when to use import statements in the header, when to use import statements in the blocks where they are used?

Mark Lawrence breamoreboy at yahoo.co.uk
Wed Feb 8 09:17:59 CET 2012


On 08/02/2012 02:41, Dave Angel wrote:
> You forgot to include the list in your reply, so I'm forwarding it for
> you. One way you could have done it was to reply-all.
>
>
> On 02/07/2012 09:32 PM, Patto wrote:
>> Dave Angel:
>>
>> On Wed, Feb 8, 2012 at 10:05 AM, Dave Angel<d at davea.name> wrote:
>>
>>> On 02/07/2012 08:48 PM, Lei Cheng wrote:
>>>
>>>> Hi all,
>>>>
>>>> In a py file, when to use import statements in the header, when to use
>>>> import statements in the blocks where they are used?
>>>> What are the best practices?
>>>> Thanks!
>>>>
>>>> Pat
>>>>
>>>> Best practice is to put all the imports at the beginning of the module,
>>> so they are easy to spot.
>>>
>>> If you put an import inside a function, it gets re-executed each time
>>> the
>>> function is called, which is a waste of time. Not too much, since import
>>> first checks sys.modules to see if it's already loaded.
>>>
>>> Also, avoid the from xxx import * form, as it pollutes the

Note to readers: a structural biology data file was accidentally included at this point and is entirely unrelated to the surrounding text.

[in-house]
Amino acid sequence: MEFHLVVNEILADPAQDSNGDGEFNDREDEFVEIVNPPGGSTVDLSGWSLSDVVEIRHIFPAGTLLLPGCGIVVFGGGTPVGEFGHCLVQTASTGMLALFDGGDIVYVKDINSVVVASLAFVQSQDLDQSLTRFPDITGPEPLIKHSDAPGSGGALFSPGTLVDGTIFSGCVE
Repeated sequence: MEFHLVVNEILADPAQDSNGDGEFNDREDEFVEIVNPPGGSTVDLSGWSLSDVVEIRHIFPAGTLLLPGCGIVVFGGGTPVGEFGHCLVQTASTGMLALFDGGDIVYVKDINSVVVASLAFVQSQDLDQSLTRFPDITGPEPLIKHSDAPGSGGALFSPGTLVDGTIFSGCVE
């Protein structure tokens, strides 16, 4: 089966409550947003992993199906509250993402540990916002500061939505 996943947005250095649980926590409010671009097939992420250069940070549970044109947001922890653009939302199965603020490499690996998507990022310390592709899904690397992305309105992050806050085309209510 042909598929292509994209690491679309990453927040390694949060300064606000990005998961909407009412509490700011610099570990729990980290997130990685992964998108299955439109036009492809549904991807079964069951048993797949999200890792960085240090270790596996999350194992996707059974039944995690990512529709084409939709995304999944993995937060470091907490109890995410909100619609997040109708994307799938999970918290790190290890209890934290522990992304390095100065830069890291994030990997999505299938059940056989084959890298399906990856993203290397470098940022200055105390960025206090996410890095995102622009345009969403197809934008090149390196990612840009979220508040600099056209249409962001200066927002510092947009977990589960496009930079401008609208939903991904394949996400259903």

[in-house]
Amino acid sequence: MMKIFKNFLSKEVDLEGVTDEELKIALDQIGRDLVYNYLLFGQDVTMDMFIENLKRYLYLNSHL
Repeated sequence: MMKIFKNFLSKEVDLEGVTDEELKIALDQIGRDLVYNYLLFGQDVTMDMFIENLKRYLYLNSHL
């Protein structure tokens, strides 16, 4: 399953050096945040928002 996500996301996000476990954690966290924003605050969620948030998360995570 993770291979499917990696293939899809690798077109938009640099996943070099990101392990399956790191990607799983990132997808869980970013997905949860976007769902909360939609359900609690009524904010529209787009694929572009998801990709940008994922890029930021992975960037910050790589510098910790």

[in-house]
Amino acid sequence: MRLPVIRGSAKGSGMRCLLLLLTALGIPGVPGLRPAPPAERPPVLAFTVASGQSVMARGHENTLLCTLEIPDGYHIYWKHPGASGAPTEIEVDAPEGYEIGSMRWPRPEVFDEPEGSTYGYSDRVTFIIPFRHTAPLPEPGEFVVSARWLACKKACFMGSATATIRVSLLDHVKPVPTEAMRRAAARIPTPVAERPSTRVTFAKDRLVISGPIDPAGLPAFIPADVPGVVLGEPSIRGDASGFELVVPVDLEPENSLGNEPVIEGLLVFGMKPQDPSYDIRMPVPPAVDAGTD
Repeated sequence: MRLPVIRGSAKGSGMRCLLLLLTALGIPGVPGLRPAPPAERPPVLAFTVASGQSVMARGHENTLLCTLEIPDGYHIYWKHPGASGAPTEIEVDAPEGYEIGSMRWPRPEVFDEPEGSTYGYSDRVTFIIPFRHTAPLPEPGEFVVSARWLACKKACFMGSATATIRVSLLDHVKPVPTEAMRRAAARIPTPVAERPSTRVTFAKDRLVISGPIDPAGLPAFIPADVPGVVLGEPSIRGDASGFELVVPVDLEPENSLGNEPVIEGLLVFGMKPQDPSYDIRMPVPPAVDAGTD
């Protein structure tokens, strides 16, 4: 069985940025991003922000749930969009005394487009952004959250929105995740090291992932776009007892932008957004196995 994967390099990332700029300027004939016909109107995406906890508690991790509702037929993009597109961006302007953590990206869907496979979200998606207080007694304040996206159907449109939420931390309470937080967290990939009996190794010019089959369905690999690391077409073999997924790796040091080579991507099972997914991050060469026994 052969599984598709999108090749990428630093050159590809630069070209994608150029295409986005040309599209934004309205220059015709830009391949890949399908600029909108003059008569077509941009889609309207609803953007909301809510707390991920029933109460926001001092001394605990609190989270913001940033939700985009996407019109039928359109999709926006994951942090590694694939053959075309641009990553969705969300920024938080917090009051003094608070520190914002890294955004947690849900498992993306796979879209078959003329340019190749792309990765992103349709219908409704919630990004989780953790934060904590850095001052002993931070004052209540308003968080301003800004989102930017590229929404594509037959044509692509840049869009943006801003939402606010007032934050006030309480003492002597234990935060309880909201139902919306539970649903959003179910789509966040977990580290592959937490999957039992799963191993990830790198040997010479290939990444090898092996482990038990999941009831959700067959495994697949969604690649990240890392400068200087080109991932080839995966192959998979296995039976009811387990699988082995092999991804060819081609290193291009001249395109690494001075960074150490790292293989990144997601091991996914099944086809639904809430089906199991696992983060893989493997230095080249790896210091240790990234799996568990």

>>> namespace. And it makes it hard to figure out where a particular name is
>>> declared.
>>>
>>> I believe these and other best practices can be found in pep8.
>>>
>>> http://www.python.org/dev/**peps/pep-0008/<http://www.python.org/dev/peps/pep-0008/>
>>>
>>>
>>> --
>>>
>>> DaveA
>>>
>>>
>> yeah, I read pep8.
>> However I find in the file path/to/djcelery/loaders.py from django-celery
>> source, there are so many import/from statements used inside functions, I
>> do not know why the author coded like this. Are there any special facts?
>>
>
> I can't speak for django or django-celery. There are people that
> disagree on this, and there are some reasons to override the ones I
> mentioned. One would be large modules that are not used in most
> circumstances, or not used till the program has run for a while.
>
> If you put the import inside a function, you can save on startup time by
> deferring some of the logic till later. And if there's a module that
> probably won't be used at all (eg. an error handler), perhaps you can
> avoid loading it at all.
>
> I still think readability trumps all the other reasons, for nearly all
> programs. Only once you decide you have a performance problem should you
> change that.
>

There's a thread on the dev ml about imports that also discusses startup 
times for anyone who's interested.

-- 
Cheers.

Mark Lawrence.




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